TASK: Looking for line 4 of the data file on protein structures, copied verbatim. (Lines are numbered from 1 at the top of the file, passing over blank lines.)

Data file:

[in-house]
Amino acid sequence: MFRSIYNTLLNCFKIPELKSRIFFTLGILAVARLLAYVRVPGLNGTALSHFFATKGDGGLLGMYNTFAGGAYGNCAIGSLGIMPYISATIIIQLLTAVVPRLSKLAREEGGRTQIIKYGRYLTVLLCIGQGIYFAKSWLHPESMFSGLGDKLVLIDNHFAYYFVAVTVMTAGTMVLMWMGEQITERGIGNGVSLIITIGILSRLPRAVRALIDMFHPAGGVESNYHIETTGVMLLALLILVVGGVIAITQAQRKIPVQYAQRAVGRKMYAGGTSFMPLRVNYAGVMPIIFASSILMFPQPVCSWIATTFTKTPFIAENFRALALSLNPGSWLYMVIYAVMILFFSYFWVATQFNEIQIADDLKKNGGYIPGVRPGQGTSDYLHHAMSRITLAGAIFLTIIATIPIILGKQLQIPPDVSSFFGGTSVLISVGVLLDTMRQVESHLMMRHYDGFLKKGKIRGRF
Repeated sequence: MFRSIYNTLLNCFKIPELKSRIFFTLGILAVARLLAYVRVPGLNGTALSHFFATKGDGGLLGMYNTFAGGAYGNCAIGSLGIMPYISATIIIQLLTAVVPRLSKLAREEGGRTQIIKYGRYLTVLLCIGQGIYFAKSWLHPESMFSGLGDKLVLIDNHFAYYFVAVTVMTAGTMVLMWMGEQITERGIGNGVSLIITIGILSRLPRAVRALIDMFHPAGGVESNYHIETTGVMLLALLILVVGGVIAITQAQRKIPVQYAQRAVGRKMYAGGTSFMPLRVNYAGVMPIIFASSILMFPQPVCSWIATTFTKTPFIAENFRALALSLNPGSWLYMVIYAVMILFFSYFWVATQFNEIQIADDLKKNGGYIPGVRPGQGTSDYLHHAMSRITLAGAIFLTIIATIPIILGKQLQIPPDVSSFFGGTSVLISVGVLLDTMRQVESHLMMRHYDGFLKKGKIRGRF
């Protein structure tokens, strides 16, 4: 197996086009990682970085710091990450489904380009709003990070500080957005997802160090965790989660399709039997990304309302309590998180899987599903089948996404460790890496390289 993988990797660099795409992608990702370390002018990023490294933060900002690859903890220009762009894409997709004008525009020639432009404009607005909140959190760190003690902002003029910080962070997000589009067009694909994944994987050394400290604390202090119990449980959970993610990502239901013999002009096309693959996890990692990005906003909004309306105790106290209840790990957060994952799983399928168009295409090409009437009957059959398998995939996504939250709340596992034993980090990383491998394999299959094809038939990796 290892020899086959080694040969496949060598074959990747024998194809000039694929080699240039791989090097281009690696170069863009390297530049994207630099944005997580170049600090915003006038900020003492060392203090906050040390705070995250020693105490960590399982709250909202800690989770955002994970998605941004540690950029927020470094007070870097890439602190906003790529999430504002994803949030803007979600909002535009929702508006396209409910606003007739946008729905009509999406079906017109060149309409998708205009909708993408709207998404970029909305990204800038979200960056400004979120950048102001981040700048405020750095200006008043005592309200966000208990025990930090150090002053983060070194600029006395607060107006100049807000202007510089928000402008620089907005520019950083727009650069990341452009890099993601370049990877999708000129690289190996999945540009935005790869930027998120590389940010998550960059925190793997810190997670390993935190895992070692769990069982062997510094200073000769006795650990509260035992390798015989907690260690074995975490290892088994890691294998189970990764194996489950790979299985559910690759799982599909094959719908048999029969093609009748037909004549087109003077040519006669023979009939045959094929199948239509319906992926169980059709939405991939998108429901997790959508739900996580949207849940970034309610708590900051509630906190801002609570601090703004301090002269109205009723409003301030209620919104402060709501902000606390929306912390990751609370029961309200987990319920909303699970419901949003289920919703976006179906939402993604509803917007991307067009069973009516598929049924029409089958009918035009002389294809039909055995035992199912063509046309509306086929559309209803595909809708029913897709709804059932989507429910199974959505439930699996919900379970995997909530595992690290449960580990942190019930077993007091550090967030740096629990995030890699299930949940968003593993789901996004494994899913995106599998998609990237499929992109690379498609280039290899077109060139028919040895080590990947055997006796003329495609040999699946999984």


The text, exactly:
């Protein structure tokens, strides 16, 4: 197996086009990682970085710091990450489904380009709003990070500080957005997802160090965790989660399709039997990304309302309590998180899987599903089948996404460790890496390289 993988990797660099795409992608990702370390002018990023490294933060900002690859903890220009762009894409997709004008525009020639432009404009607005909140959190760190003690902002003029910080962070997000589009067009694909994944994987050394400290604390202090119990449980959970993610990502239901013999002009096309693959996890990692990005906003909004309306105790106290209840790990957060994952799983399928168009295409090409009437009957059959398998995939996504939250709340596992034993980090990383491998394999299959094809038939990796 290892020899086959080694040969496949060598074959990747024998194809000039694929080699240039791989090097281009690696170069863009390297530049994207630099944005997580170049600090915003006038900020003492060392203090906050040390705070995250020693105490960590399982709250909202800690989770955002994970998605941004540690950029927020470094007070870097890439602190906003790529999430504002994803949030803007979600909002535009929702508006396209409910606003007739946008729905009509999406079906017109060149309409998708205009909708993408709207998404970029909305990204800038979200960056400004979120950048102001981040700048405020750095200006008043005592309200966000208990025990930090150090002053983060070194600029006395607060107006100049807000202007510089928000402008620089907005520019950083727009650069990341452009890099993601370049990877999708000129690289190996999945540009935005790869930027998120590389940010998550960059925190793997810190997670390993935190895992070692769990069982062997510094200073000769006795650990509260035992390798015989907690260690074995975490290892088994890691294998189970990764194996489950790979299985559910690759799982599909094959719908048999029969093609009748037909004549087109003077040519006669023979009939045959094929199948239509319906992926169980059709939405991939998108429901997790959508739900996580949207849940970034309610708590900051509630906190801002609570601090703004301090002269109205009723409003301030209620919104402060709501902000606390929306912390990751609370029961309200987990319920909303699970419901949003289920919703976006179906939402993604509803917007991307067009069973009516598929049924029409089958009918035009002389294809039909055995035992199912063509046309509306086929559309209803595909809708029913897709709804059932989507429910199974959505439930699996919900379970995997909530595992690290449960580990942190019930077993007091550090967030740096629990995030890699299930949940968003593993789901996004494994899913995106599998998609990237499929992109690379498609280039290899077109060139028919040895080590990947055997006796003329495609040999699946999984």